For Inspiration and Recognition of Science and Technology - Philosophy

Philosophy

FIRST seeks to promote a philosophy of teamwork and collaboration among engineers and encourages competing teams to remain friendly, helping each other out when necessary. Terms frequently applied to this ethos are Gracious Professionalism and Coopertition; terms coined by Woodie Flowers and Kamen that support respect towards one's competitors and integrity in one's actions. The concept of Gracious Professionalism grew from a robotics class that Flowers taught at Massachusetts Institute of Technology. Coopertition is patented under US Patent 7,507,169 by Dean Kamen.

Read more about this topic:  For Inspiration And Recognition Of Science And Technology

Other articles related to "philosophy":

Humboldt University Of Berlin - Organization
... Computer Science, Mathematics, Psychology) Charité - Berlin University Medicine Faculty of Philosophy I (Philosophy, History, European Ethnology, Department of Library ...
Cosmos - Philosophy
... This philosophy, explored by writers such as H.P ... Lovecraft (who some say is the original proponent of the philosophy) and later writers who actually represented the beliefs in books such as Hitchhiker's Guide to the Galaxy ...
Early Islamic Philosophy - Main Protagonists of Falsafa and Their Critics
... The twelfth century saw the apotheosis of pure philosophy and the decline of the Kalam, which latter, being attacked by both the philosophers and the orthodox, perished for ... This supreme exaltation of philosophy may be attributed, in great measure, to Al-Ghazali (1058–1111) among the Persians, and to Judah ha-Levi (1140) among the Jews ... the Philosophers), not only produced, by reaction, a current favorable to philosophy, but induced the philosophers themselves to profit by his criticism ...
Misanthropy - Western Thought - Philosophy
... In Western philosophy, misanthropy has been connected to isolation from human society ... In Plato's Phaedo, Socrates defines the misanthrope in relation to his fellow man "Misanthropy develops when without art one puts complete trust in somebody thinking the man absolutely true and sound and reliable and then a little later discovers him to be bad and unreliable...and when it happens to someone often...he ends up...hating everyone." Misanthropy, then, is presented as the result of thwarted expectations or even excessively naive optimism, since Plato argues that "art" would have allowed the potential misanthrope to recognize that the majority of men are to be found in between good and evil ...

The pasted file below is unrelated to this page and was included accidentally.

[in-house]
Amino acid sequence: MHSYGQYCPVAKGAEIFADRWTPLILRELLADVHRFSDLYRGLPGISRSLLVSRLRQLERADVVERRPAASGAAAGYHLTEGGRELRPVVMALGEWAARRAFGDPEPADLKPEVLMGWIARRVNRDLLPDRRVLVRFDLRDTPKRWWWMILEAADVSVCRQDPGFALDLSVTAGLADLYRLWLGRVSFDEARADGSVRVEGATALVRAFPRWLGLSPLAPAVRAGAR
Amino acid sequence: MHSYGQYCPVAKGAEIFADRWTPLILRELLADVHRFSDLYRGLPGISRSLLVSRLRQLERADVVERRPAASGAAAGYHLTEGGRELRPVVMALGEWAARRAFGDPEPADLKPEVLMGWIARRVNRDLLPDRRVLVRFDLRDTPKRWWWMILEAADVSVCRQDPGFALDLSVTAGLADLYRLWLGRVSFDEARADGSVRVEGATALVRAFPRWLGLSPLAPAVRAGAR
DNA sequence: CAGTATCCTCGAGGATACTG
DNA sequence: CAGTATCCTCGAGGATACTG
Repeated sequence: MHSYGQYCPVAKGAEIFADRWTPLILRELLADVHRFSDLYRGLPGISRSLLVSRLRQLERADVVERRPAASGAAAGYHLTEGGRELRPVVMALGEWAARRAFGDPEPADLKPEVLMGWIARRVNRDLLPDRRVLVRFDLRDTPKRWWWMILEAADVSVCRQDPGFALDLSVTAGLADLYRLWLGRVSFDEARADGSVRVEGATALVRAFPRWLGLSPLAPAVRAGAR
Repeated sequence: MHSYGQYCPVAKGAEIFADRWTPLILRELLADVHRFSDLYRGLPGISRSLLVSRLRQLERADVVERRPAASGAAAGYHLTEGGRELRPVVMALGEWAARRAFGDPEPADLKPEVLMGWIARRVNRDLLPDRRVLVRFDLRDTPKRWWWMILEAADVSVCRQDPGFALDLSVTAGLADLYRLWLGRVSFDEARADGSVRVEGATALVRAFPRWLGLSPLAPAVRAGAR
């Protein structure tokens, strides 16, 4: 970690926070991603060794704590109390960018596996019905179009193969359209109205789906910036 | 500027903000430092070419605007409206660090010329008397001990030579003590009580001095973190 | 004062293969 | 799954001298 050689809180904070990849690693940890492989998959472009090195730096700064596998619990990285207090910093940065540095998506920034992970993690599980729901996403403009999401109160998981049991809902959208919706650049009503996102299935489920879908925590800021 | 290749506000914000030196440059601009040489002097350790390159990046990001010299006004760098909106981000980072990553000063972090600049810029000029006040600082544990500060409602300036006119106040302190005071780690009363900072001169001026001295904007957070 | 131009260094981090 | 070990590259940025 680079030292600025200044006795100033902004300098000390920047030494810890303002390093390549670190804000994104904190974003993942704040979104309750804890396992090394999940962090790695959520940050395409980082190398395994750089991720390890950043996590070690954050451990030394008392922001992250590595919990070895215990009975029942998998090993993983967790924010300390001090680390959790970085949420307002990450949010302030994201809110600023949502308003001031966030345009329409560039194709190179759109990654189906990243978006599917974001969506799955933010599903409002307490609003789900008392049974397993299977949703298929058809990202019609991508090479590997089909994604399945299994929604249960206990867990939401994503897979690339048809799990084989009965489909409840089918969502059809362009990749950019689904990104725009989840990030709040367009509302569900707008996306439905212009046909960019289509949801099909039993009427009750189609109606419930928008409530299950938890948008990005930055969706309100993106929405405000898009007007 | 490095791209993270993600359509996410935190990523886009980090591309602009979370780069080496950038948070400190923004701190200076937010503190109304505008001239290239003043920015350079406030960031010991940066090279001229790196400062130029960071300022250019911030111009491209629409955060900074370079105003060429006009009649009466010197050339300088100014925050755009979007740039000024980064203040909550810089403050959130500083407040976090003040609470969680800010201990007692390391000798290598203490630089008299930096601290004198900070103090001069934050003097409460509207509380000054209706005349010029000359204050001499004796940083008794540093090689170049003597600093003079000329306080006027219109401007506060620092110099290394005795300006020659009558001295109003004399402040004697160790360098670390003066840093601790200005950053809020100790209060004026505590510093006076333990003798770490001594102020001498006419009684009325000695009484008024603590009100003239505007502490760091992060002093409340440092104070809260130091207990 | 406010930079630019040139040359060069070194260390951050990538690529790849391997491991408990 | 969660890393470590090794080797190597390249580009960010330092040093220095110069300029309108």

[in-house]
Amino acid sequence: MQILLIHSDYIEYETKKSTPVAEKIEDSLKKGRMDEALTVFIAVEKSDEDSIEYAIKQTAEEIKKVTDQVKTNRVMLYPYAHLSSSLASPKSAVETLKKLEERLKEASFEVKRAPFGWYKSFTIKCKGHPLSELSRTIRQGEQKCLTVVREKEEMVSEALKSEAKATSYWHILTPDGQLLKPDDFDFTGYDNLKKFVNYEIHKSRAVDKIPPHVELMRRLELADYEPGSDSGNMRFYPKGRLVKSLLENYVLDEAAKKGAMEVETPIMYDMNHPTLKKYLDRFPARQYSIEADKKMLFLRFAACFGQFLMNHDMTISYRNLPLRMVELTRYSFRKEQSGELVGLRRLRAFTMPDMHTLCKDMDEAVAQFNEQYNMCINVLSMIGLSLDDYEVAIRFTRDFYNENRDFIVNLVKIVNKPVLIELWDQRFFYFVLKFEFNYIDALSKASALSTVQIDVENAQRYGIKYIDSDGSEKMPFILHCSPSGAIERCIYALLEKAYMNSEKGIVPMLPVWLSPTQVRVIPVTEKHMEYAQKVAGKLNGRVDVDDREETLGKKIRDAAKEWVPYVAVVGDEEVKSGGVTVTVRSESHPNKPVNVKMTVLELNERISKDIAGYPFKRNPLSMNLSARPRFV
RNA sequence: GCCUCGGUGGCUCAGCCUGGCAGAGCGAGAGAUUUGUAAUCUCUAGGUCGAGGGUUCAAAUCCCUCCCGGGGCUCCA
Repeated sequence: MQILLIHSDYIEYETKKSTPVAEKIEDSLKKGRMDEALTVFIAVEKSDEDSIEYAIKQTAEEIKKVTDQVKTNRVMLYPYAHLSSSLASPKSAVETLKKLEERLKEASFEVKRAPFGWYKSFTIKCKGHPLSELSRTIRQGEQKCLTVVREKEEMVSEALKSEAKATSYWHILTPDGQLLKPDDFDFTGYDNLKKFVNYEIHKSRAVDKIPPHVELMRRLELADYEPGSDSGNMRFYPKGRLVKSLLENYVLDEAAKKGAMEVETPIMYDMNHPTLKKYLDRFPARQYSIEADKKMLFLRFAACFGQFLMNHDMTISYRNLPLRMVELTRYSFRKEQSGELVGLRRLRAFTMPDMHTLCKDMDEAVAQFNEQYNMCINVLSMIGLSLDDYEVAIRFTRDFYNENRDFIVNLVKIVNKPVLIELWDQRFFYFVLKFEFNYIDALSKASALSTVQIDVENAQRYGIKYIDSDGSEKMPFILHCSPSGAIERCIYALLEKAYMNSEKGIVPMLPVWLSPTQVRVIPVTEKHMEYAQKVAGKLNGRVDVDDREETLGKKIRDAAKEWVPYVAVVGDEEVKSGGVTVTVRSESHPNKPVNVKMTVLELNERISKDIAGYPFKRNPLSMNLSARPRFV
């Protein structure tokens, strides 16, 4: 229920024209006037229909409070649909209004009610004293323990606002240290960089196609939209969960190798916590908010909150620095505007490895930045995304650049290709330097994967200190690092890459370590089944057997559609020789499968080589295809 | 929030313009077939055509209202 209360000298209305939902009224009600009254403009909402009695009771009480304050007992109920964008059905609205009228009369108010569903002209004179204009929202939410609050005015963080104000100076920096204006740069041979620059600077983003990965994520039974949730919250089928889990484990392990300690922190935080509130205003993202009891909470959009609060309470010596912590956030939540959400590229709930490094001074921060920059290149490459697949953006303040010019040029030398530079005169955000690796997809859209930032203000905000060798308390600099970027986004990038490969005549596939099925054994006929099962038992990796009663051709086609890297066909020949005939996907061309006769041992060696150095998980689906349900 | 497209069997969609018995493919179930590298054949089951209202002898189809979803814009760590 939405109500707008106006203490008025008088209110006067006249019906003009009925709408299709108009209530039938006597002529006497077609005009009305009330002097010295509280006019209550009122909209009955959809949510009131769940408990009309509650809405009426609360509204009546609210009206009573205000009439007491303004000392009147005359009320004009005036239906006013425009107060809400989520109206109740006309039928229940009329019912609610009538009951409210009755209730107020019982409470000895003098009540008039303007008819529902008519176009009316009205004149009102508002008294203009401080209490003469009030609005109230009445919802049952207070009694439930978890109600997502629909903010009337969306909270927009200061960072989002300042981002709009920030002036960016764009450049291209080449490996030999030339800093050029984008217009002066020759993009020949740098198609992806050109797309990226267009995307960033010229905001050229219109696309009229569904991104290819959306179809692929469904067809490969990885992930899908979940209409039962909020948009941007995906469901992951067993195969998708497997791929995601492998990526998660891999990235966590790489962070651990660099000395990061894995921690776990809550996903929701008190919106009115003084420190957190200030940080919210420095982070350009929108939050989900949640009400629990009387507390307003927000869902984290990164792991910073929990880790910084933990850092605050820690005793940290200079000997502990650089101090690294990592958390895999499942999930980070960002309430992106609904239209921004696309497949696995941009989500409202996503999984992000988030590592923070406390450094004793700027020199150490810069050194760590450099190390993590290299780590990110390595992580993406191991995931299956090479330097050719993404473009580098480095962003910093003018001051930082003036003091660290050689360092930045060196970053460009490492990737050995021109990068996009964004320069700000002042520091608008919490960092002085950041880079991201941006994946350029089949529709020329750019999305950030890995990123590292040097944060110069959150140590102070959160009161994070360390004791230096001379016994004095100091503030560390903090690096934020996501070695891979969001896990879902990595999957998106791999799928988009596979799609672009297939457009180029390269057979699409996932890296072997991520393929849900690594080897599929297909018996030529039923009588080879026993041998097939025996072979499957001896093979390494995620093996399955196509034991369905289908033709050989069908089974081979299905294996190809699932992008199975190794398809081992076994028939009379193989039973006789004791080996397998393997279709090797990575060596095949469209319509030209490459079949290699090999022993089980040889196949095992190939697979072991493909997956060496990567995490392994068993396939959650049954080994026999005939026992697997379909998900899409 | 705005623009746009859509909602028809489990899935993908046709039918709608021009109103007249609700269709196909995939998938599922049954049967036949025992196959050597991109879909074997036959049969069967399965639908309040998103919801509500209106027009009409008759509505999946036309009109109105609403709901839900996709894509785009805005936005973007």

Later Islamic Philosophy - Illuminationist School
... Illuminationist philosophy was a school of Islamic philosophy founded by Shahab al-Din Suhrawardi in the 12th century ... This school is a combination of Avicenna's philosophy and ancient Iranian philosophy, with many new innovative ideas of Suhrawardi ... In logic in Islamic philosophy, systematic refutations of Greek logic were written by the Illuminationist school, founded by Shahab al-Din Suhrawardi (1155-1191), who developed the idea ...

Famous quotes containing the word philosophy:

    The proper method of philosophy consists in clearly conceiving the insoluble problems in all their insolubility and then in simply contemplating them, fixedly and tirelessly, year after year, without any hope, patiently waiting.
    Simone Weil (1909–1943)

    Philosophy can be compared to some powders that are so corrosive that, after they have eaten away the infected flesh of a wound, they then devour the living flesh, rot the bones, and penetrate to the very marrow. Philosophy at first refutes errors. But if it is not stopped at this point, it goes on to attack truths. And when it is left on its own, it goes so far that it no longer knows where it is and can find no stopping place.
    Pierre Bayle (1647–1706)

    Mr. Alcott seems to have sat down for the winter. He has got Plato and other books to read. He is as large-featured and hospitable to traveling thoughts and thinkers as ever; but with the same Connecticut philosophy as ever, mingled with what is better. If he would only stand upright and toe the line!—though he were to put off several degrees of largeness, and put on a considerable degree of littleness. After all, I think we must call him particularly your man.
    Henry David Thoreau (1817–1862)